Montreal city council recognizes Greek Genocide

The city of Montreal adopted a declaration Monday night in city council to acknowledge the Pontic genocide, also known as the Greek genocide, which occurred during and after the First World Warm, the Montreal Gazette reports. The government of the Ottoman Empire forced the Greek population from their homeland in Anatolia, expelling and murdering the Christian Greeks and destroying their churches and monuments.

Several members of Montreal’s Greek community were in council for the announcement, during which council members of each political party addressed the genocide.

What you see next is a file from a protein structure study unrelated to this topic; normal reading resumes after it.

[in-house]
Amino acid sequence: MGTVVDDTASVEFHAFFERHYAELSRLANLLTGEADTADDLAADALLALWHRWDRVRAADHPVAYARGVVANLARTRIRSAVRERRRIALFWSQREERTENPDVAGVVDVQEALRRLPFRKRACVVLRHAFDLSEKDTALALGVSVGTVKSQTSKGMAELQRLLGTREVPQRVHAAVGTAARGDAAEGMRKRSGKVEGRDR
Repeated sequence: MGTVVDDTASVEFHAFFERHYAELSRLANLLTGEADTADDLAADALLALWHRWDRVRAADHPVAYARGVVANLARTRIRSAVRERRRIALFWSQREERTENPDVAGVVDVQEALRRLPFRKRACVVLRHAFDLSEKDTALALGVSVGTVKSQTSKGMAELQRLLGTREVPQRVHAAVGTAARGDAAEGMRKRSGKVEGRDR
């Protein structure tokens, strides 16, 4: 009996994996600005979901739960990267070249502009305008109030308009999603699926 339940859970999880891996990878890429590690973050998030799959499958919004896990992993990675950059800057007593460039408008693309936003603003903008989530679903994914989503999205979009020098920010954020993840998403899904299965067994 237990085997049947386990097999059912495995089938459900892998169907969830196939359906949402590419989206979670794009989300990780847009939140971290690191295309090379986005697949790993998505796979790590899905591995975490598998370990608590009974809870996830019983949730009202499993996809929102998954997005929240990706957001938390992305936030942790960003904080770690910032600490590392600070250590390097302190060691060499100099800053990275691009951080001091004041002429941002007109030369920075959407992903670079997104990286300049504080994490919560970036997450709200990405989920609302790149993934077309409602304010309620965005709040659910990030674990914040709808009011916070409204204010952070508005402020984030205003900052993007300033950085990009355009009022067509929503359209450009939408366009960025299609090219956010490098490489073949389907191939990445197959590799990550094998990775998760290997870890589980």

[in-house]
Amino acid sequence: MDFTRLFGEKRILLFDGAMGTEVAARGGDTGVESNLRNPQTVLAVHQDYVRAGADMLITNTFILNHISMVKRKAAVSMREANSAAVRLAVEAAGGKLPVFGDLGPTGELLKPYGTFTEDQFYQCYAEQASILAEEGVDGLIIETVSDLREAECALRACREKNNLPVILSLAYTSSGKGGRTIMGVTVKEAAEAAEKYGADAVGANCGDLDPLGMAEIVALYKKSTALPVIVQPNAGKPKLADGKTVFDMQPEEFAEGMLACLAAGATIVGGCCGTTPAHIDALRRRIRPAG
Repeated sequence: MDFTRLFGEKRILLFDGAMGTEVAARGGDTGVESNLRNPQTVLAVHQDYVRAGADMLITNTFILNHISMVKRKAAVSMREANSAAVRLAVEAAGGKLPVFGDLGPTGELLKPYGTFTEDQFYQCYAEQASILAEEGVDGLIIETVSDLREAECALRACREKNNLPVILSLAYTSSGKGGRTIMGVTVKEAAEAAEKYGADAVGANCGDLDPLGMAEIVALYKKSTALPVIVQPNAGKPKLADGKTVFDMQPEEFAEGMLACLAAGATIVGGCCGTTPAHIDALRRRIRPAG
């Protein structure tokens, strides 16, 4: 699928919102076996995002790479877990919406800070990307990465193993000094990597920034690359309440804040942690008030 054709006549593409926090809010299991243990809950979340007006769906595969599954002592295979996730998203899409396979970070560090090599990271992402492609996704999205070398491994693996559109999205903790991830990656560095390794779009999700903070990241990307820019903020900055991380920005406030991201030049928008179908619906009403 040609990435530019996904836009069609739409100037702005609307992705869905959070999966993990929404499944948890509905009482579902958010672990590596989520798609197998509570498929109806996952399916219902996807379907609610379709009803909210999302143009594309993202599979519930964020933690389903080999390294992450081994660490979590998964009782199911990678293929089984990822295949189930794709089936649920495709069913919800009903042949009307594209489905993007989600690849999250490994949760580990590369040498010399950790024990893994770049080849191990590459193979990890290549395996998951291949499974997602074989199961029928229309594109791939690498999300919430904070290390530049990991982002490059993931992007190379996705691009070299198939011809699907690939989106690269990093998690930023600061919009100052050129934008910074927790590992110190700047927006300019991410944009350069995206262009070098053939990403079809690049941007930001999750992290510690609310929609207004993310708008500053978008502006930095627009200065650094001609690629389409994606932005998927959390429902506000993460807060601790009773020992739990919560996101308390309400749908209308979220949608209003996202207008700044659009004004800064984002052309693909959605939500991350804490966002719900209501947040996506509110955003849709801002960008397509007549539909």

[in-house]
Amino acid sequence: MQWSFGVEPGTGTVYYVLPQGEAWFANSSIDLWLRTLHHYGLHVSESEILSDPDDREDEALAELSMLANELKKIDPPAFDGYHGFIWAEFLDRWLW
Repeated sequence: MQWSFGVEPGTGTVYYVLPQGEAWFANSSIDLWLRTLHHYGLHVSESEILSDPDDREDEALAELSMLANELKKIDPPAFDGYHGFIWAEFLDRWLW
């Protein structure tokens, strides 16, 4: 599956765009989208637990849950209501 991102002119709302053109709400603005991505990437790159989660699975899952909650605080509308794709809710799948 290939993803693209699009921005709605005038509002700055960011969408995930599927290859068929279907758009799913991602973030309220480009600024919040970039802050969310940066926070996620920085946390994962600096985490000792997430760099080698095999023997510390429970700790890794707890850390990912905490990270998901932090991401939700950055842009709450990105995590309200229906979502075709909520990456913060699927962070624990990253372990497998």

“If we ever want to cease these atrocities, it’s important to remember the past,” Mayor Denis Coderre said. “Too often it seems like history is a rehearsal.”

Pontian and Anatolian Greeks were victims of a broader Turkish genocidal project aimed at all Christian minorities in the Ottoman Empire. A total of more than 3.5 million Greeks, Armenians, and Assyrians were killed under the successive regimes of the Young Turks and of Mustafa Kemal from 1915 to 1923. Of this, as many as 1.5 million Greeks may have died. The end of the genocide marked a profound rupture in the long Greek historical presence on the Asia Minor.

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